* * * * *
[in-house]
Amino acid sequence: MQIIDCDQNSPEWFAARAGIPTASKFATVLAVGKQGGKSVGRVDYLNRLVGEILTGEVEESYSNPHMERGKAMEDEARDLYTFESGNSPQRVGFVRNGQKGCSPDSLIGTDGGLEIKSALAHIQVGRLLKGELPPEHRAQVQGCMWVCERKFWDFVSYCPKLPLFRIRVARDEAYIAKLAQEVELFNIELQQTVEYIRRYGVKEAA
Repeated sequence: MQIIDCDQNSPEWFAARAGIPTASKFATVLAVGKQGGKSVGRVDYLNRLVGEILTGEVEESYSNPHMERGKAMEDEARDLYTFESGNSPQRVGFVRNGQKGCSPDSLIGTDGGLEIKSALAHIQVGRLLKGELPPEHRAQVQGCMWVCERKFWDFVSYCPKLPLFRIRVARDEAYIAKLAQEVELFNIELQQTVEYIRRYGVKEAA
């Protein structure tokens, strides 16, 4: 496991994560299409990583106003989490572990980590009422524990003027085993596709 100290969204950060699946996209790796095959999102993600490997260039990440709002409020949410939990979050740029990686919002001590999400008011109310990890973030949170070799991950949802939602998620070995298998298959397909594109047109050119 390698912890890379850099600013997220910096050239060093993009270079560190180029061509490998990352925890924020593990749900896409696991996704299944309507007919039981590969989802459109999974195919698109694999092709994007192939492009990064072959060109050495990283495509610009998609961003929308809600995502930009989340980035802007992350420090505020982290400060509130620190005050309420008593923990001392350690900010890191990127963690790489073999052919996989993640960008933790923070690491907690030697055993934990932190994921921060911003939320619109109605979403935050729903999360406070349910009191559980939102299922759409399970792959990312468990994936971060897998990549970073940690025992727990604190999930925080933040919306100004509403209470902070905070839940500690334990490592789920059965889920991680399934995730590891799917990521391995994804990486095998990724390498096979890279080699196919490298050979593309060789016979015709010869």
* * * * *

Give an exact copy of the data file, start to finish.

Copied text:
[in-house]
Amino acid sequence: MQIIDCDQNSPEWFAARAGIPTASKFATVLAVGKQGGKSVGRVDYLNRLVGEILTGEVEESYSNPHMERGKAMEDEARDLYTFESGNSPQRVGFVRNGQKGCSPDSLIGTDGGLEIKSALAHIQVGRLLKGELPPEHRAQVQGCMWVCERKFWDFVSYCPKLPLFRIRVARDEAYIAKLAQEVELFNIELQQTVEYIRRYGVKEAA
Repeated sequence: MQIIDCDQNSPEWFAARAGIPTASKFATVLAVGKQGGKSVGRVDYLNRLVGEILTGEVEESYSNPHMERGKAMEDEARDLYTFESGNSPQRVGFVRNGQKGCSPDSLIGTDGGLEIKSALAHIQVGRLLKGELPPEHRAQVQGCMWVCERKFWDFVSYCPKLPLFRIRVARDEAYIAKLAQEVELFNIELQQTVEYIRRYGVKEAA
């Protein structure tokens, strides 16, 4: 496991994560299409990583106003989490572990980590009422524990003027085993596709 100290969204950060699946996209790796095959999102993600490997260039990440709002409020949410939990979050740029990686919002001590999400008011109310990890973030949170070799991950949802939602998620070995298998298959397909594109047109050119 390698912890890379850099600013997220910096050239060093993009270079560190180029061509490998990352925890924020593990749900896409696991996704299944309507007919039981590969989802459109999974195919698109694999092709994007192939492009990064072959060109050495990283495509610009998609961003929308809600995502930009989340980035802007992350420090505020982290400060509130620190005050309420008593923990001392350690900010890191990127963690790489073999052919996989993640960008933790923070690491907690030697055993934990932190994921921060911003939320619109109605979403935050729903999360406070349910009191559980939102299922759409399970792959990312468990994936971060897998990549970073940690025992727990604190999930925080933040919306100004509403209470902070905070839940500690334990490592789920059965889920991680399934995730590891799917990521391995994804990486095998990724390498096979890279080699196919490298050979593309060789016979015709010869």